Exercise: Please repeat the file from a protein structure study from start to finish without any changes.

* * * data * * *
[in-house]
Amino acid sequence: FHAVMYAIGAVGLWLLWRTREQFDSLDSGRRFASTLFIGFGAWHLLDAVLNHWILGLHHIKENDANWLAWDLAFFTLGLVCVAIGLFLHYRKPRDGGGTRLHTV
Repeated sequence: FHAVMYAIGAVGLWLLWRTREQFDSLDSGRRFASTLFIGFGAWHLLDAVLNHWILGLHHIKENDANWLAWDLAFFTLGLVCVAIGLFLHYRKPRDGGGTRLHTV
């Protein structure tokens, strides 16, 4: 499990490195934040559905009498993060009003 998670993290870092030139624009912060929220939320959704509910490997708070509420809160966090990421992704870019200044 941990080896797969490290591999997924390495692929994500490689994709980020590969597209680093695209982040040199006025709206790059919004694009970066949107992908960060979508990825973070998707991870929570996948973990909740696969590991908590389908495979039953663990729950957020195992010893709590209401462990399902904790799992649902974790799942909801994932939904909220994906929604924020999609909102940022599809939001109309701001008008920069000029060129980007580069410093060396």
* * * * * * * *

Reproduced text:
[in-house]
Amino acid sequence: FHAVMYAIGAVGLWLLWRTREQFDSLDSGRRFASTLFIGFGAWHLLDAVLNHWILGLHHIKENDANWLAWDLAFFTLGLVCVAIGLFLHYRKPRDGGGTRLHTV
Repeated sequence: FHAVMYAIGAVGLWLLWRTREQFDSLDSGRRFASTLFIGFGAWHLLDAVLNHWILGLHHIKENDANWLAWDLAFFTLGLVCVAIGLFLHYRKPRDGGGTRLHTV
């Protein structure tokens, strides 16, 4: 499990490195934040559905009498993060009003 998670993290870092030139624009912060929220939320959704509910490997708070509420809160966090990421992704870019200044 941990080896797969490290591999997924390495692929994500490689994709980020590969597209680093695209982040040199006025709206790059919004694009970066949107992908960060979508990825973070998707991870929570996948973990909740696969590991908590389908495979039953663990729950957020195992010893709590209401462990399902904790799992649902974790799942909801994932939904909220994906929604924020999609909102940022599809939001109309701001008008920069000029060129980007580069410093060396």